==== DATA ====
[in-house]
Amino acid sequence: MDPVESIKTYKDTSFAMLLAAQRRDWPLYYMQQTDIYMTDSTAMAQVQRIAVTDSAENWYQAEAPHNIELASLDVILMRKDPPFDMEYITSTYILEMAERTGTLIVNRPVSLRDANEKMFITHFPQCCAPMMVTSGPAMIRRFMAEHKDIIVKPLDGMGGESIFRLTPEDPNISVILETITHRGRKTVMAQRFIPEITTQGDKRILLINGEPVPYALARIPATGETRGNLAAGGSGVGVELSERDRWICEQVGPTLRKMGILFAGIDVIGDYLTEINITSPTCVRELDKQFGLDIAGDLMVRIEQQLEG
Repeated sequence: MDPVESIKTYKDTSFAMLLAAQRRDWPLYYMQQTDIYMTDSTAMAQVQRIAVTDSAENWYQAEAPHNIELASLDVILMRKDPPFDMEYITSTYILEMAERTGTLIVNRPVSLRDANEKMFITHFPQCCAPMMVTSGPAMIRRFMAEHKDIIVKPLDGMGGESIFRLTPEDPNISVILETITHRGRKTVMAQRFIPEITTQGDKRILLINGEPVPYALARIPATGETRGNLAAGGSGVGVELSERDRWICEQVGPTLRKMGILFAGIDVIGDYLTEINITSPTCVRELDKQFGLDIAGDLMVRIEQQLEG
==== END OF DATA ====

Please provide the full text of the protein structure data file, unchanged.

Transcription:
[in-house]
Amino acid sequence: MDPVESIKTYKDTSFAMLLAAQRRDWPLYYMQQTDIYMTDSTAMAQVQRIAVTDSAENWYQAEAPHNIELASLDVILMRKDPPFDMEYITSTYILEMAERTGTLIVNRPVSLRDANEKMFITHFPQCCAPMMVTSGPAMIRRFMAEHKDIIVKPLDGMGGESIFRLTPEDPNISVILETITHRGRKTVMAQRFIPEITTQGDKRILLINGEPVPYALARIPATGETRGNLAAGGSGVGVELSERDRWICEQVGPTLRKMGILFAGIDVIGDYLTEINITSPTCVRELDKQFGLDIAGDLMVRIEQQLEG
Repeated sequence: MDPVESIKTYKDTSFAMLLAAQRRDWPLYYMQQTDIYMTDSTAMAQVQRIAVTDSAENWYQAEAPHNIELASLDVILMRKDPPFDMEYITSTYILEMAERTGTLIVNRPVSLRDANEKMFITHFPQCCAPMMVTSGPAMIRRFMAEHKDIIVKPLDGMGGESIFRLTPEDPNISVILETITHRGRKTVMAQRFIPEITTQGDKRILLINGEPVPYALARIPATGETRGNLAAGGSGVGVELSERDRWICEQVGPTLRKMGILFAGIDVIGDYLTEINITSPTCVRELDKQFGLDIAGDLMVRIEQQLEG